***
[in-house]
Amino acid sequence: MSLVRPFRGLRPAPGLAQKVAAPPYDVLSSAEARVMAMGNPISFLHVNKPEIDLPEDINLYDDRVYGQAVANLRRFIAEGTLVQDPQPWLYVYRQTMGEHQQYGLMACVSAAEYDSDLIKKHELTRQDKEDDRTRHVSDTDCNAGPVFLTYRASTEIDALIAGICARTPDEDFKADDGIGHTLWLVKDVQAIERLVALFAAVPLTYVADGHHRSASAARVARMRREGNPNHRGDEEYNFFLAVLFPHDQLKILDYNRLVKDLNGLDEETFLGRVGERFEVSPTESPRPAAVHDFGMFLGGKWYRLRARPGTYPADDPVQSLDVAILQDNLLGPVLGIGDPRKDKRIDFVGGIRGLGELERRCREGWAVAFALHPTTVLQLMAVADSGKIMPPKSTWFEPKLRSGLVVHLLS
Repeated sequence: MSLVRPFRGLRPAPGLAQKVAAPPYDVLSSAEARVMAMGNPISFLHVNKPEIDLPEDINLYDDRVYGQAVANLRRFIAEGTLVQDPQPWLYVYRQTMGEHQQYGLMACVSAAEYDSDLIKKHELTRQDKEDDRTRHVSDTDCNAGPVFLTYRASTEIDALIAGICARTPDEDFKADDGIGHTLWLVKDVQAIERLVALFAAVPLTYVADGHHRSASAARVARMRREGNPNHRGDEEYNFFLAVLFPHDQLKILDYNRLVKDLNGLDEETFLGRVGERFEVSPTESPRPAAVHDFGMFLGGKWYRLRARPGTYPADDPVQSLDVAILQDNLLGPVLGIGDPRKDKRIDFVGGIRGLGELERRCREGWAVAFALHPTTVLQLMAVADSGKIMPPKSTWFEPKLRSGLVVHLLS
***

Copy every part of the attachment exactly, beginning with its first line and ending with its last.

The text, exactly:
[in-house]
Amino acid sequence: MSLVRPFRGLRPAPGLAQKVAAPPYDVLSSAEARVMAMGNPISFLHVNKPEIDLPEDINLYDDRVYGQAVANLRRFIAEGTLVQDPQPWLYVYRQTMGEHQQYGLMACVSAAEYDSDLIKKHELTRQDKEDDRTRHVSDTDCNAGPVFLTYRASTEIDALIAGICARTPDEDFKADDGIGHTLWLVKDVQAIERLVALFAAVPLTYVADGHHRSASAARVARMRREGNPNHRGDEEYNFFLAVLFPHDQLKILDYNRLVKDLNGLDEETFLGRVGERFEVSPTESPRPAAVHDFGMFLGGKWYRLRARPGTYPADDPVQSLDVAILQDNLLGPVLGIGDPRKDKRIDFVGGIRGLGELERRCREGWAVAFALHPTTVLQLMAVADSGKIMPPKSTWFEPKLRSGLVVHLLS
Repeated sequence: MSLVRPFRGLRPAPGLAQKVAAPPYDVLSSAEARVMAMGNPISFLHVNKPEIDLPEDINLYDDRVYGQAVANLRRFIAEGTLVQDPQPWLYVYRQTMGEHQQYGLMACVSAAEYDSDLIKKHELTRQDKEDDRTRHVSDTDCNAGPVFLTYRASTEIDALIAGICARTPDEDFKADDGIGHTLWLVKDVQAIERLVALFAAVPLTYVADGHHRSASAARVARMRREGNPNHRGDEEYNFFLAVLFPHDQLKILDYNRLVKDLNGLDEETFLGRVGERFEVSPTESPRPAAVHDFGMFLGGKWYRLRARPGTYPADDPVQSLDVAILQDNLLGPVLGIGDPRKDKRIDFVGGIRGLGELERRCREGWAVAFALHPTTVLQLMAVADSGKIMPPKSTWFEPKLRSGLVVHLLS